RALEIGH, N.C. (AP) — Republican-backed adjustments to North Carolina's budget were signed into law by Democratic Gov. Roy Cooper on Monday, ensuring that state workers will get slightly larger pay raises and that construction projects and state reserves will receive billions of dollars more than initially planned.
The signing marks the second year in a row that Cooper has accepted the GOP's comprehensive state government spending plan after vetoing budget bills in 2017, 2018 and 2019. The measure alters the second year of the two-year budget bill that he signed last November.
Cooper said the measure included “critical investments in education, economic development, transportation and the state workforce.” Cooper also announced that North Carolina's COVID-19 state of emergency would expire Aug. 15 after almost 2 1/2 years because of budget language that gives flexibility to his health department to respond to the pandemic.
Cooper had until Monday night — 10 days after the House and Senate gave final legislative approval to their $27.9 billion plan — to sign the bill or veto it, or it otherwise would become law without his signature.
Absent from the enacted measure is any reference to Medicaid expansion, which has been intertwined with Cooper — a big expansion booster — and budget negotiations since 2019. The Republican-controlled House and Senate approved separate, competing measures in June that either accepted expansion or laid out a path to expansion, but no compromise was reached. But Cooper said advancements in Medicaid discussions contributed to his budget decision.
“Negotiations are occurring now and we are closer than ever to agreement on Medicaid expansion, therefore a veto of this budget would be counterproductive," Cooper added.
With more than 30 Democratic lawmakers ultimately voting for the agreement, Cooper also faced the pressure of a veto override vote by Republicans later this month that would be successful if as few as five Democrats stuck with them.
“We are pleased Gov. Cooper signed this responsible spending plan into law,” House Speaker Tim Moore and Senate leader Phil Berger said in a joint statement. “Moving forward, we are committed to working together to improve healthcare access and expand Medicaid, while providing the necessary safeguards to preserve the state’s fiscal strength.”
The measure, which covers the year starting July 1, decides what to do with well over $6 billion in additional revenue collections by mid-2023 above and beyond what had been anticipated when the two-year budget was drawn up.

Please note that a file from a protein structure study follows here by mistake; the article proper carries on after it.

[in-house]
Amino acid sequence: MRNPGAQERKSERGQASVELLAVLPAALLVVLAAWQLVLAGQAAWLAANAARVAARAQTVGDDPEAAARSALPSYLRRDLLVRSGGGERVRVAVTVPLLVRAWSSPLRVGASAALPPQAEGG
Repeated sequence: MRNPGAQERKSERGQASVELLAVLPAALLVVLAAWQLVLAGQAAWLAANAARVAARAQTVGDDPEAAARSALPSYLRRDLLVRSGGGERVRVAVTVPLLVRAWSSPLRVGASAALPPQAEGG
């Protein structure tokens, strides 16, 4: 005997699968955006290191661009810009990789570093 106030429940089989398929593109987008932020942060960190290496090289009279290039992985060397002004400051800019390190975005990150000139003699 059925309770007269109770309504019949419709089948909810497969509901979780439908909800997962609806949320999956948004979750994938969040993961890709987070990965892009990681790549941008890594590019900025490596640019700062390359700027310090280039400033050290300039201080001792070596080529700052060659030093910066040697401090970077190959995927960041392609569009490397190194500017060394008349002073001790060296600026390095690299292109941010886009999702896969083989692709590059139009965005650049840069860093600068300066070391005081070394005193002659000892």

There are no supplement tax cuts beyond the income tax rate reduction that the two-year budget law already directed occurred this year and next. Republicans portrayed the measure as designed to keep the state on firm financial footing amid inflation and worries about a recession.
Not counted among the $27.9 billion is another $7.7 billion in reserves and for items like state government construction and local water and wastewater projects, as well as economic incentives to attract more companies to the state. The state’s rainy-day reserve will grow to a record $4.75 billion and a new $1 billion "Stabilization and Inflation Reserve” is created that could be tapped to address eroding tax collections and rising prices.
The adjustments will increase next year’s 2.5% raise for rank-and-file state employees already in place to 3.5%, while average pay raises for teachers for the upcoming school year will grow from roughly 2.5% to 4.2%, with first-year teachers seeing $37,000 base salaries. Cooper's budget proposal from May had sought slightly higher pay raises for both teachers and workers.
Also included is another $56 million more annually on taxpayer-funded scholarship for children to attend private schools — a program Cooper strongly opposes.
The proposal spends $1 billion more on K-12 schools, community colleges and the University of North Carolina system compared to last year, or nearly $16.5 billion. Critics of Republican education policy say lawmakers have failed to comply fully with a judge-approved step-by-step plan to address state educational inequities. The state Supreme Court will hear arguments next month on whether courts can transfer money from state coffers to fulfill what is known as the Leandro decision.
The budget law also directs that $193 million in sales tax collections be used to help build transportation projects, rather than go into the state's general fund coffers. The portion of sales tax going to two highway funds would triple by mid-2024.